Angola-Congo. L’invention de la frontière du Lunda (1889-1893)

Jean-Luc Vellut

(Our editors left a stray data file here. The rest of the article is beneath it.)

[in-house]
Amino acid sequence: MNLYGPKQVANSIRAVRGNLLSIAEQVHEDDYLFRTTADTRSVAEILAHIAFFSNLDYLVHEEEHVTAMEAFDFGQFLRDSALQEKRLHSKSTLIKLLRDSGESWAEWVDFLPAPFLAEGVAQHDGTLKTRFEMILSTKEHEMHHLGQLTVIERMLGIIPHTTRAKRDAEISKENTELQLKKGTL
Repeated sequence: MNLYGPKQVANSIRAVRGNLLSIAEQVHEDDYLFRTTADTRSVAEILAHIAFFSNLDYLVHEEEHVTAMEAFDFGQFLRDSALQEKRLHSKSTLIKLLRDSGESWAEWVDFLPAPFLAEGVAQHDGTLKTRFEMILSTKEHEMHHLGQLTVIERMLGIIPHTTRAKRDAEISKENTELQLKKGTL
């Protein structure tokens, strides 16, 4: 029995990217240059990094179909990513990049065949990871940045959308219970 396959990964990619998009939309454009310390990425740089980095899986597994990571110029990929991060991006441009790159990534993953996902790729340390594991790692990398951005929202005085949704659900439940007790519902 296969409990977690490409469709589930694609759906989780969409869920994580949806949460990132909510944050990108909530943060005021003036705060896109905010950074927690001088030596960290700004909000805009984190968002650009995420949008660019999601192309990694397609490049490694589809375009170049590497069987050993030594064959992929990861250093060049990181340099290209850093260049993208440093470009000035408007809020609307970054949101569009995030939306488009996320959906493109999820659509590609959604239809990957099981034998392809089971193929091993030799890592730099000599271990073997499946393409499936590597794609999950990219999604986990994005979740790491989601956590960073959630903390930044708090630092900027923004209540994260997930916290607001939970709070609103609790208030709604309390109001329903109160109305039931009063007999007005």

It is a well-received idea that colonial boundaries were arbitrarily designed and that, more than other international boundaries, they were artificial in character. At the same time, the paradox is that, in the postcolonial era, these ‘artificial’ borders were hardly contested and that they sheltered the development of strong ‘national’ identities. The case of the Angola-Congo boundary as negotiated in the 1890’s by Portugal and the Congo Free State shows that its definition resulted from a dialectical interplay between actors in the centre as well as in the periphery of the imperialist system. The ‘Lunda question’ resulted in part from local factors and in particular from the challenge faced at the time by the ‘Lunda alliance’ confronted as it was by new economic and cultural identities. Colonial boundaries added a new dimension to the complex world of overlapping and non exclusive African borders. Yet they did not destroy the existing networks of ancient boundaries. This may help to understand why, up to now at least, the new boundaries were accepted as an added form of legitimacy.

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